Children and teens across America are struggling with their mental health, and the problem, including the amount of youth with suicidal thoughts and behaviors, is getting worse, according to the Centers for Disease Control and Prevention (CDC).
Twenty-eight percent of students experienced persistent feelings of sadness or hopelessness in 2011. In 2021, 42% of students reported these feelings. The percentage of male students experiencing these feelings increased from 21% in 2011 to 29% in 2021. For female students, percentages rose from 36% in 2011 to 57% in 2021, according to a 2021 CDC survey.
Multiple government agencies have identified schools as important places of support when it comes to providing mental health resources to children and teens. So what resources do they offer, how equipped are they to offer this support, and what’s stopping them from doing more?
In 2022, 76% of public schools reported an increase in staff “expressing concerns about student depression, anxiety, and other disturbances since the start of the pandemic.”
This is according to a survey done in April 2022 by the Institute of Education Sciences, which conducts research on behalf of the Department of Education. The study represents a national sample of elementary, middle, high, and combined-grade public schools.
The survey found that 69% of all public schools also reported an increase in the percentage of students seeking mental health services from school since the start of the pandemic. Schools in the suburbs and schools with more than 1,000 students reported the largest increases at 77% and 87%, respectively.
The most common mental health services provided by schools are individual-based intervention (84% of public schools), case management (69%), external referrals (66%), group-based intervention (56%), and a needs assessment (53%).
Schools expanded mental health support efforts during the pandemic, the most common action taken being to encourage staff to address student social and emotional well-being and mental health. Schools also offered professional development opportunities to teachers on how to help struggling students.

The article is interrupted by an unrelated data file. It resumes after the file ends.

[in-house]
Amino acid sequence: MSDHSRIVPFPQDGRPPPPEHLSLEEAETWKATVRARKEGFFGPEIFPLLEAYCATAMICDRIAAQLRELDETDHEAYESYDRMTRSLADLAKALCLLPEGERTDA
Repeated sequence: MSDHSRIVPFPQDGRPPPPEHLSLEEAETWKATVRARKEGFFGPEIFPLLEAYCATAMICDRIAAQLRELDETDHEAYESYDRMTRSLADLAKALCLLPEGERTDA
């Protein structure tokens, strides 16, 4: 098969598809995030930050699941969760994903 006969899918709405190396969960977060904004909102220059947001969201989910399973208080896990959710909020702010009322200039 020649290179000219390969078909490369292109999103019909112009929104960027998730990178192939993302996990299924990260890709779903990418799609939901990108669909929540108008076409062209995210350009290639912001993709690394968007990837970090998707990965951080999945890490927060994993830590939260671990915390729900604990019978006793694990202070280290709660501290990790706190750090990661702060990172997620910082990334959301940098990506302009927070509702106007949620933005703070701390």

Since the start of the pandemic, 29% of public schools say that more school staff are requesting mental health services from the school. Mirroring the trend with students, the increases were largest in suburban schools (33%) and schools with 1,000 students or more (44%).
Sixty-seven percent of public schools increased the type or amount of mental health services they provided since the pandemic, with 74% of suburban schools, the highest, and 60% of rural schools, the lowest, reporting they did so.
But 31% of public schools moderately or strongly disagreed that they were able to provide mental health support to all students in need. Of the 56% that did believe their school could provide this support, 13% strongly agreed they could do so.
The top blockers to schools providing additional mental health services were insufficient mental health professional staff coverage to manage caseload, reported by 61% of all public schools, inadequate access to licensed mental health professionals (57%), and inadequate funding (47%).
The data shows that students and teachers are seeking help from their schools. But with the rate of mental health struggles worsening, the existing interventions are insufficient to stabilize this rate, let alone improve it.
If you are struggling with mental health issues, including depression, anxiety, eating disorders, and many other conditions, call the SAMHSA National Helpline, 1-800-662-HELP (4357), a free, confidential, 24/7, year-round treatment referral and information service. If you are thinking about harming yourself or attempting suicide, tell someone who can help immediately and call 911 immediately.
Learn more about the state of teen mental health, and get the data directly in your inbox by signing up for our email newsletter.
Keep up with the latest data and most popular content.